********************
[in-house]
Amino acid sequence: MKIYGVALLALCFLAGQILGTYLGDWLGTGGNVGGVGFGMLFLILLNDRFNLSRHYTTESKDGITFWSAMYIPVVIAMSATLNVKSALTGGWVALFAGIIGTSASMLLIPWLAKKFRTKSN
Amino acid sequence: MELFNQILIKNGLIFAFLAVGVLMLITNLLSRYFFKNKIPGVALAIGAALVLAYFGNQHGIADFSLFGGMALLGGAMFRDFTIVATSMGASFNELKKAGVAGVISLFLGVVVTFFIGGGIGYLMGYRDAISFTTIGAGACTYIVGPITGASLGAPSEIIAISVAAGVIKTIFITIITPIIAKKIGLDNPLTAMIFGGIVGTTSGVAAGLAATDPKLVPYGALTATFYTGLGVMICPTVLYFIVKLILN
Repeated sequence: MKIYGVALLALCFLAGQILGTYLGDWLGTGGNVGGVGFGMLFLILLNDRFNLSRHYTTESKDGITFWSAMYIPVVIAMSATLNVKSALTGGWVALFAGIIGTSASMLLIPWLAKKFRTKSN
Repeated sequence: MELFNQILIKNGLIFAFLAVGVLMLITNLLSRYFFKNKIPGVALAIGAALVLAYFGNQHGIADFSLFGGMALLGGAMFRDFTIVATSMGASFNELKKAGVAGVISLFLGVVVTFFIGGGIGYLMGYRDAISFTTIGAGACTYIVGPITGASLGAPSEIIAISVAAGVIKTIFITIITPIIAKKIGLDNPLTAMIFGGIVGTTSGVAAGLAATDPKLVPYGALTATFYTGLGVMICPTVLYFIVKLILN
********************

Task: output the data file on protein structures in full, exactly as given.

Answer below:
[in-house]
Amino acid sequence: MKIYGVALLALCFLAGQILGTYLGDWLGTGGNVGGVGFGMLFLILLNDRFNLSRHYTTESKDGITFWSAMYIPVVIAMSATLNVKSALTGGWVALFAGIIGTSASMLLIPWLAKKFRTKSN
Amino acid sequence: MELFNQILIKNGLIFAFLAVGVLMLITNLLSRYFFKNKIPGVALAIGAALVLAYFGNQHGIADFSLFGGMALLGGAMFRDFTIVATSMGASFNELKKAGVAGVISLFLGVVVTFFIGGGIGYLMGYRDAISFTTIGAGACTYIVGPITGASLGAPSEIIAISVAAGVIKTIFITIITPIIAKKIGLDNPLTAMIFGGIVGTTSGVAAGLAATDPKLVPYGALTATFYTGLGVMICPTVLYFIVKLILN
Repeated sequence: MKIYGVALLALCFLAGQILGTYLGDWLGTGGNVGGVGFGMLFLILLNDRFNLSRHYTTESKDGITFWSAMYIPVVIAMSATLNVKSALTGGWVALFAGIIGTSASMLLIPWLAKKFRTKSN
Repeated sequence: MELFNQILIKNGLIFAFLAVGVLMLITNLLSRYFFKNKIPGVALAIGAALVLAYFGNQHGIADFSLFGGMALLGGAMFRDFTIVATSMGASFNELKKAGVAGVISLFLGVVVTFFIGGGIGYLMGYRDAISFTTIGAGACTYIVGPITGASLGAPSEIIAISVAAGVIKTIFITIITPIIAKKIGLDNPLTAMIFGGIVGTTSGVAAGLAATDPKLVPYGALTATFYTGLGVMICPTVLYFIVKLILN